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Precipitation. Precipitation. Measurement Types of precipitation Precipitation distribution seasonal regional topographic controls Basin average precipitation. Total Precipitation. Total Precipitation = rain + snow Current standard: 16” diameter PVC standpipe gauge

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precipitation

Precipitation

VFR Research - R. Hudson

precipitation2
Precipitation
  • Measurement
  • Types of precipitation
  • Precipitation distribution
    • seasonal
    • regional
    • topographic controls
  • Basin average precipitation

VFR Research - R. Hudson

total precipitation
Total Precipitation

Total Precipitation = rain + snow

Current standard: 16” diameter PVC standpipe gauge

  • 1-2 metres gauge height
  • charged with antifreeze to melt snow falling into the gauge
  • circulating pump
  • pressure transducer measures gauge depth
  • depth recorded by a data logger

VFR Research - R. Hudson

rainfall
Rainfall

Current and past standard for measuring rain only is the tipping bucket rain gauge

  • rain is funnelled into a collector mechanism that tips back and forth when a specific volume of rain is received
  • each tip activates a reed switch, number of tips are counted by a recorder
  • usually calibrated to 1.0, 0.5 or 0.25 mm rain

VFR Research - R. Hudson

snowfall
Snowfall

Snow is measured as water equivalent in units of depth (mm or cm).

  • AES method at manned sites: limited capacity, manually operated shielded gauges
    • usually emptied daily
    • water equivalent of snow caught in gauge is measured either by weighing or by melting the snow and measuring in a graduated cylinder

VFR Research - R. Hudson

precipitation gauge siting
Precipitation gauge siting

All precipitation gauges experience undercatch

  • wind exacerbates gauge undercatch:
    • causes ppt to fall at an angle less than 90o
      • this affects rain and snow equally
    • the gauge will deform the wind field, creating updrafts and flow acceleration over the gauge orifice that inhibits ppt from falling in the gauge
      • this mostly affects snow, but can affect rain if gauge is poorly sited
  • if possible, gauge should be in sheltered site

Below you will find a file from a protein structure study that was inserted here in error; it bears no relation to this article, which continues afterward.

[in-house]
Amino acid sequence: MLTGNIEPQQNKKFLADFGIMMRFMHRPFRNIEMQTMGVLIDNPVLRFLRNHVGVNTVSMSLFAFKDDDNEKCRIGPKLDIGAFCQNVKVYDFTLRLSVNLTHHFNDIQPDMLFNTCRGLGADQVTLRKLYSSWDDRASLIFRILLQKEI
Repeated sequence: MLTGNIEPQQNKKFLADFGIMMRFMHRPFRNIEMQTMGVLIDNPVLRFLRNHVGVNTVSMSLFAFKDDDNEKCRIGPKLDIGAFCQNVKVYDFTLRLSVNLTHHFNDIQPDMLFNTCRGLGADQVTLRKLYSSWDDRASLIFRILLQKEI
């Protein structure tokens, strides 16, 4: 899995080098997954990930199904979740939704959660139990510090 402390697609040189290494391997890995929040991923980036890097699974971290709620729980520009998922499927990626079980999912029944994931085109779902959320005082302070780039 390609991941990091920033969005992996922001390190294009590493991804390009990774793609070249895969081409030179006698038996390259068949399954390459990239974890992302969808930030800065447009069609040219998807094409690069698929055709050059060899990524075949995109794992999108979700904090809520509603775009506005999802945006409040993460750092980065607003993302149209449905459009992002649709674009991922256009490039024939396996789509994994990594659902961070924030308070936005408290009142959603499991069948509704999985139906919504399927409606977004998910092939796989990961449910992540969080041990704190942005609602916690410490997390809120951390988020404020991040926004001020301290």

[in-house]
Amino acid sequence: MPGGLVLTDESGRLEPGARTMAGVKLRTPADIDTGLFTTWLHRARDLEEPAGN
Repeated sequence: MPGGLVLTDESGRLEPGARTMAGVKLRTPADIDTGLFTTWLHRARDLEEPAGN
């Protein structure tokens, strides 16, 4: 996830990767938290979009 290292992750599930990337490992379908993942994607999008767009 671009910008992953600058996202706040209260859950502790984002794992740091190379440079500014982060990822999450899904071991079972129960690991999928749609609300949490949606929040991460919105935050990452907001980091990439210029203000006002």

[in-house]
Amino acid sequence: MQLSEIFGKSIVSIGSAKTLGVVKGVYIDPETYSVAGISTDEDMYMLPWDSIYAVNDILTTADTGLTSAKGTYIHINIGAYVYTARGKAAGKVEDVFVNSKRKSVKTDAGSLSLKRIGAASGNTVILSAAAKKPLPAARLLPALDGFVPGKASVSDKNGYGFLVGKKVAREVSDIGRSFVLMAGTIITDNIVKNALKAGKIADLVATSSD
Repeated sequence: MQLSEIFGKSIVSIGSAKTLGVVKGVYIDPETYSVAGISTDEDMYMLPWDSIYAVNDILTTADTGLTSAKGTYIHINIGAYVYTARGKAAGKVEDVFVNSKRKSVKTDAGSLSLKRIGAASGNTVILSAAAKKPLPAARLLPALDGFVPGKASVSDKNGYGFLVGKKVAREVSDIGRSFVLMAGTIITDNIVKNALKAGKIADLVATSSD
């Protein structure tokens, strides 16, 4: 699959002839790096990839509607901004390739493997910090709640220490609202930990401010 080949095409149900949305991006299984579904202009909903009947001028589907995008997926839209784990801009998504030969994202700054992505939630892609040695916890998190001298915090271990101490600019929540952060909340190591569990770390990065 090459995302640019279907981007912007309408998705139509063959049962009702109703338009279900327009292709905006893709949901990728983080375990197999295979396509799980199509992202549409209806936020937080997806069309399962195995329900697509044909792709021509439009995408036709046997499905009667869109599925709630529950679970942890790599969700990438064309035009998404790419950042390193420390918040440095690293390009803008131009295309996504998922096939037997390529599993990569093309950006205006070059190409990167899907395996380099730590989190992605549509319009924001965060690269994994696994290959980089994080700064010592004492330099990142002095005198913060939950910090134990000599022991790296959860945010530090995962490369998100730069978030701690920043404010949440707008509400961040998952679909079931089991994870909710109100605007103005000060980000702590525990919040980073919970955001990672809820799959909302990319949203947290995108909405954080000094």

VFR Research - R. Hudson

effect of rainfall angle on catch
Effect of rainfall angle on catch
  • Vertical rain sees a circular cross-section on the gauge
    • true “as calibrated” precipitation catch
  • Angular rain sees an elliptical cross-section with a larger area than true area of the orifice
    • a function of the angle at which the rain falls
    • catch ratio = orifice area/area of ellipse

VFR Research - R. Hudson

proper siting of a precip gauge
Proper siting of a precip. gauge

VFR Research - R. Hudson

effects of wind on snow catch
Effects of wind on snow catch
  • Usually, precipitation gauges cannot be sited in small forest clearings, and must be located at open windy sites
    • alteration of the wind field over the gauge orifice affects snow more than rain
    • gauge shields reduce undercatch by reducing wind field deformation over the orifice
    • types of shields:
      • Nipher shield for manually read AES snow gauge
      • Alter shield for remote total ppt gauge

VFR Research - R. Hudson

what causes precipitation
What causes precipitation?

Primary cause of precipitation: lifting of moisture laden air

  • As elevation increases, pressure decreases
    • Boyle’s law: at constant temperature, as pressure increases, the volume decreases
    • Charles’ law: at constant pressure, as temperature changes, volume changes

VFR Research - R. Hudson

types of precipitation
Types of precipitation

Ppt is typed according to the lifting mechanism that generates it

  • Cyclonic: lifting due to convergence into a low pressure cell